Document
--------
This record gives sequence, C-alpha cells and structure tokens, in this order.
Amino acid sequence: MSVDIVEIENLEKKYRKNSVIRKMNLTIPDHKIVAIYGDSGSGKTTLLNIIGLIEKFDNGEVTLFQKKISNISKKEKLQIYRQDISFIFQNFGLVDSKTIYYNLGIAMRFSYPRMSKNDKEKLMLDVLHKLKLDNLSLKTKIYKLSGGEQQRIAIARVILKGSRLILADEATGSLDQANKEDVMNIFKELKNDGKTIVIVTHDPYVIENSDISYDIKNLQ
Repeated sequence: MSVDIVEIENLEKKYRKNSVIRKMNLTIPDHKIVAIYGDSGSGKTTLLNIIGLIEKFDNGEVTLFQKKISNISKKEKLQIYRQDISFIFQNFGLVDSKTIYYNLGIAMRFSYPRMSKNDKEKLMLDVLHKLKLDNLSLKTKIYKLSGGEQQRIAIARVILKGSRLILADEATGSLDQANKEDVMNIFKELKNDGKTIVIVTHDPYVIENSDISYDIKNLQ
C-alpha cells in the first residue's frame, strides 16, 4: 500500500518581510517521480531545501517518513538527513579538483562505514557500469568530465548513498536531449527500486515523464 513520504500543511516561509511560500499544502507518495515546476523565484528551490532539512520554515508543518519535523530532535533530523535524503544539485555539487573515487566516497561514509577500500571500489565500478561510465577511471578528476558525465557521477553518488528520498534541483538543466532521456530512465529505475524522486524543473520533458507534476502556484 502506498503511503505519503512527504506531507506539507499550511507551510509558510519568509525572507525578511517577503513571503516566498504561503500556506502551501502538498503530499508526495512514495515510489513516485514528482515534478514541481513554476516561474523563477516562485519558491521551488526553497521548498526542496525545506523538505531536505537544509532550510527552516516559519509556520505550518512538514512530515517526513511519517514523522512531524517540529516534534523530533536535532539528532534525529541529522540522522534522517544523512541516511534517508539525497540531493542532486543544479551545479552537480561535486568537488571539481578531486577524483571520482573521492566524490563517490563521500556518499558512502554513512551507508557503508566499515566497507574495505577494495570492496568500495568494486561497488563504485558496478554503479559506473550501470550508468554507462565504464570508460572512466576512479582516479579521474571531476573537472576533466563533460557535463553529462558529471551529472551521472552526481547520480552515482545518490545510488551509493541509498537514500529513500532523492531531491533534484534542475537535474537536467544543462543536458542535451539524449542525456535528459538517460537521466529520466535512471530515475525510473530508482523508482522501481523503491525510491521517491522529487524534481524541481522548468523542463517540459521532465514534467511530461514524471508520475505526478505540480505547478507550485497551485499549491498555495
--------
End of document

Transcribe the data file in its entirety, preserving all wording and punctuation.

This record gives sequence, C-alpha cells and structure tokens, in this order.
Amino acid sequence: MSVDIVEIENLEKKYRKNSVIRKMNLTIPDHKIVAIYGDSGSGKTTLLNIIGLIEKFDNGEVTLFQKKISNISKKEKLQIYRQDISFIFQNFGLVDSKTIYYNLGIAMRFSYPRMSKNDKEKLMLDVLHKLKLDNLSLKTKIYKLSGGEQQRIAIARVILKGSRLILADEATGSLDQANKEDVMNIFKELKNDGKTIVIVTHDPYVIENSDISYDIKNLQ
Repeated sequence: MSVDIVEIENLEKKYRKNSVIRKMNLTIPDHKIVAIYGDSGSGKTTLLNIIGLIEKFDNGEVTLFQKKISNISKKEKLQIYRQDISFIFQNFGLVDSKTIYYNLGIAMRFSYPRMSKNDKEKLMLDVLHKLKLDNLSLKTKIYKLSGGEQQRIAIARVILKGSRLILADEATGSLDQANKEDVMNIFKELKNDGKTIVIVTHDPYVIENSDISYDIKNLQ
C-alpha cells in the first residue's frame, strides 16, 4: 500500500518581510517521480531545501517518513538527513579538483562505514557500469568530465548513498536531449527500486515523464 513520504500543511516561509511560500499544502507518495515546476523565484528551490532539512520554515508543518519535523530532535533530523535524503544539485555539487573515487566516497561514509577500500571500489565500478561510465577511471578528476558525465557521477553518488528520498534541483538543466532521456530512465529505475524522486524543473520533458507534476502556484 502506498503511503505519503512527504506531507506539507499550511507551510509558510519568509525572507525578511517577503513571503516566498504561503500556506502551501502538498503530499508526495512514495515510489513516485514528482515534478514541481513554476516561474523563477516562485519558491521551488526553497521548498526542496525545506523538505531536505537544509532550510527552516516559519509556520505550518512538514512530515517526513511519517514523522512531524517540529516534534523530533536535532539528532534525529541529522540522522534522517544523512541516511534517508539525497540531493542532486543544479551545479552537480561535486568537488571539481578531486577524483571520482573521492566524490563517490563521500556518499558512502554513512551507508557503508566499515566497507574495505577494495570492496568500495568494486561497488563504485558496478554503479559506473550501470550508468554507462565504464570508460572512466576512479582516479579521474571531476573537472576533466563533460557535463553529462558529471551529472551521472552526481547520480552515482545518490545510488551509493541509498537514500529513500532523492531531491533534484534542475537535474537536467544543462543536458542535451539524449542525456535528459538517460537521466529520466535512471530515475525510473530508482523508482522501481523503491525510491521517491522529487524534481524541481522548468523542463517540459521532465514534467511530461514524471508520475505526478505540480505547478507550485497551485499549491498555495